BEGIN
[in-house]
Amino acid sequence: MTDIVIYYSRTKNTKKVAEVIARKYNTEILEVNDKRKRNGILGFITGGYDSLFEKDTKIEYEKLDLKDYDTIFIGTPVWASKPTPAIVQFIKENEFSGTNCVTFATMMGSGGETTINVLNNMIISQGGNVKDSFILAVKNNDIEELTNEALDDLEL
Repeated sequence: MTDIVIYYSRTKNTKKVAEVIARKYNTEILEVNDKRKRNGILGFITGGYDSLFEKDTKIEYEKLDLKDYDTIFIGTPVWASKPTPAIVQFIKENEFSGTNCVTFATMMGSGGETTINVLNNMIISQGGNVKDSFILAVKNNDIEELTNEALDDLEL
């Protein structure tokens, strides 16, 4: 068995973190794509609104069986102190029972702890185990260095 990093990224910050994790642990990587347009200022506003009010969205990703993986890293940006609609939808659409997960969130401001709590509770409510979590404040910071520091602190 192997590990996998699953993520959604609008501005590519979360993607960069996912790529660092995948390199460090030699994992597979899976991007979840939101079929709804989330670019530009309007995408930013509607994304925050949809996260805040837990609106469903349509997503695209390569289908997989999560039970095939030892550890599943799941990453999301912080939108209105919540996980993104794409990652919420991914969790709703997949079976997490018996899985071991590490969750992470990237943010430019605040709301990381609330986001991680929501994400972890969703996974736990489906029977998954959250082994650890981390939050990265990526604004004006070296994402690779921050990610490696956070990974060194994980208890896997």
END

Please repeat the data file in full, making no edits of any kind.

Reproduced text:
[in-house]
Amino acid sequence: MTDIVIYYSRTKNTKKVAEVIARKYNTEILEVNDKRKRNGILGFITGGYDSLFEKDTKIEYEKLDLKDYDTIFIGTPVWASKPTPAIVQFIKENEFSGTNCVTFATMMGSGGETTINVLNNMIISQGGNVKDSFILAVKNNDIEELTNEALDDLEL
Repeated sequence: MTDIVIYYSRTKNTKKVAEVIARKYNTEILEVNDKRKRNGILGFITGGYDSLFEKDTKIEYEKLDLKDYDTIFIGTPVWASKPTPAIVQFIKENEFSGTNCVTFATMMGSGGETTINVLNNMIISQGGNVKDSFILAVKNNDIEELTNEALDDLEL
């Protein structure tokens, strides 16, 4: 068995973190794509609104069986102190029972702890185990260095 990093990224910050994790642990990587347009200022506003009010969205990703993986890293940006609609939808659409997960969130401001709590509770409510979590404040910071520091602190 192997590990996998699953993520959604609008501005590519979360993607960069996912790529660092995948390199460090030699994992597979899976991007979840939101079929709804989330670019530009309007995408930013509607994304925050949809996260805040837990609106469903349509997503695209390569289908997989999560039970095939030892550890599943799941990453999301912080939108209105919540996980993104794409990652919420991914969790709703997949079976997490018996899985071991590490969750992470990237943010430019605040709301990381609330986001991680929501994400972890969703996974736990489906029977998954959250082994650890981390939050990265990526604004004006070296994402690779921050990610490696956070990974060194994980208890896997």